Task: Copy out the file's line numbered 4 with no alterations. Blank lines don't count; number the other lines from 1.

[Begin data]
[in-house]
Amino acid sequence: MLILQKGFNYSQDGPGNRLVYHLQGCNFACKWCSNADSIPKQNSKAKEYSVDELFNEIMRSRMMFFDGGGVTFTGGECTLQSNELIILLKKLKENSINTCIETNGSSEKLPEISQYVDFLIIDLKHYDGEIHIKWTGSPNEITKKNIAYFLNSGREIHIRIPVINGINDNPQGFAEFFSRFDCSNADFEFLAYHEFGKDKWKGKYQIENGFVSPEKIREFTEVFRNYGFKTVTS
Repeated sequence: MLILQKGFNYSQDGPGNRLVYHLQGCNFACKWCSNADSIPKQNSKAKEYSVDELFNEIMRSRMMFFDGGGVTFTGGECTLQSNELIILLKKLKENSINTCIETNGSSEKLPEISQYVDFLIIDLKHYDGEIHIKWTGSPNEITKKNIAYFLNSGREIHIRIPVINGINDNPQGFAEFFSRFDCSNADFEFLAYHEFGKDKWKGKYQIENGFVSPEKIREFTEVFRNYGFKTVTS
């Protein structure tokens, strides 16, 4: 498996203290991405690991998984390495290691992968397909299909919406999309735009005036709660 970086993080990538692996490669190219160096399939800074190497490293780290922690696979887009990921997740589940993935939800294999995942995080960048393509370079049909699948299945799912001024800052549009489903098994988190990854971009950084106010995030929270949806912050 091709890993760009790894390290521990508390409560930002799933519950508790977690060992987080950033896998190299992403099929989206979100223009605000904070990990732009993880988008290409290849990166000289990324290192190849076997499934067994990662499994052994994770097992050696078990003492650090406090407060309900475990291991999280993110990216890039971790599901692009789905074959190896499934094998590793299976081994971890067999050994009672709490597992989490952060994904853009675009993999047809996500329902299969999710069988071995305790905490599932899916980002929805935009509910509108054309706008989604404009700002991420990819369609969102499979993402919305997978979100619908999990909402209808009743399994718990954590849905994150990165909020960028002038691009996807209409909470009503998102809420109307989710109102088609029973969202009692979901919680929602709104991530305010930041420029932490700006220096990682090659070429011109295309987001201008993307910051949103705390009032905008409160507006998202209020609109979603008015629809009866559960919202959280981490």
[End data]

């Protein structure tokens, strides 16, 4: 498996203290991405690991998984390495290691992968397909299909919406999309735009005036709660 970086993080990538692996490669190219160096399939800074190497490293780290922690696979887009990921997740589940993935939800294999995942995080960048393509370079049909699948299945799912001024800052549009489903098994988190990854971009950084106010995030929270949806912050 091709890993760009790894390290521990508390409560930002799933519950508790977690060992987080950033896998190299992403099929989206979100223009605000904070990990732009993880988008290409290849990166000289990324290192190849076997499934067994990662499994052994994770097992050696078990003492650090406090407060309900475990291991999280993110990216890039971790599901692009789905074959190896499934094998590793299976081994971890067999050994009672709490597992989490952060994904853009675009993999047809996500329902299969999710069988071995305790905490599932899916980002929805935009509910509108054309706008989604404009700002991420990819369609969102499979993402919305997978979100619908999990909402209808009743399994718990954590849905994150990165909020960028002038691009996807209409909470009503998102809420109307989710109102088609029973969202009692979901919680929602709104991530305010930041420029932490700006220096990682090659070429011109295309987001201008993307910051949103705390009032905008409160507006998202209020609109979603008015629809009866559960919202959280981490």